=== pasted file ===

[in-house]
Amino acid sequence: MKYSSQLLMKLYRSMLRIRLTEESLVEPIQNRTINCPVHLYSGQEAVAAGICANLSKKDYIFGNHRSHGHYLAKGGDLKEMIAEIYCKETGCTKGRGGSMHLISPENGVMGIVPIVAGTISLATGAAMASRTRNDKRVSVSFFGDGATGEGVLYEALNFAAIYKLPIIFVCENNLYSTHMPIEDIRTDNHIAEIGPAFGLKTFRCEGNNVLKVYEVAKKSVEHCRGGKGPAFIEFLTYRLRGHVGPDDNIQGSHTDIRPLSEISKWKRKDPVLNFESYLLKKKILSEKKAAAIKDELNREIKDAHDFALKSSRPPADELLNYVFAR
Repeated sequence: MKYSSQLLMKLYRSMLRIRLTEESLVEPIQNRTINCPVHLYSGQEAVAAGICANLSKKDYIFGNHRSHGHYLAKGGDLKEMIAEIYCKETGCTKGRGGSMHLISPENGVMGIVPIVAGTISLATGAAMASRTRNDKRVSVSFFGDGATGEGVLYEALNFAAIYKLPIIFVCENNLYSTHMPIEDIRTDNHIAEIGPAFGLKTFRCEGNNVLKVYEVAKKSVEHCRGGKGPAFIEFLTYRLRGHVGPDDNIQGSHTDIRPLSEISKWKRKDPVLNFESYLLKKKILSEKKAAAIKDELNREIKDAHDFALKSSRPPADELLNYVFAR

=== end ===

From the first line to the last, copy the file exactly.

[in-house]
Amino acid sequence: MKYSSQLLMKLYRSMLRIRLTEESLVEPIQNRTINCPVHLYSGQEAVAAGICANLSKKDYIFGNHRSHGHYLAKGGDLKEMIAEIYCKETGCTKGRGGSMHLISPENGVMGIVPIVAGTISLATGAAMASRTRNDKRVSVSFFGDGATGEGVLYEALNFAAIYKLPIIFVCENNLYSTHMPIEDIRTDNHIAEIGPAFGLKTFRCEGNNVLKVYEVAKKSVEHCRGGKGPAFIEFLTYRLRGHVGPDDNIQGSHTDIRPLSEISKWKRKDPVLNFESYLLKKKILSEKKAAAIKDELNREIKDAHDFALKSSRPPADELLNYVFAR
Repeated sequence: MKYSSQLLMKLYRSMLRIRLTEESLVEPIQNRTINCPVHLYSGQEAVAAGICANLSKKDYIFGNHRSHGHYLAKGGDLKEMIAEIYCKETGCTKGRGGSMHLISPENGVMGIVPIVAGTISLATGAAMASRTRNDKRVSVSFFGDGATGEGVLYEALNFAAIYKLPIIFVCENNLYSTHMPIEDIRTDNHIAEIGPAFGLKTFRCEGNNVLKVYEVAKKSVEHCRGGKGPAFIEFLTYRLRGHVGPDDNIQGSHTDIRPLSEISKWKRKDPVLNFESYLLKKKILSEKKAAAIKDELNREIKDAHDFALKSSRPPADELLNYVFAR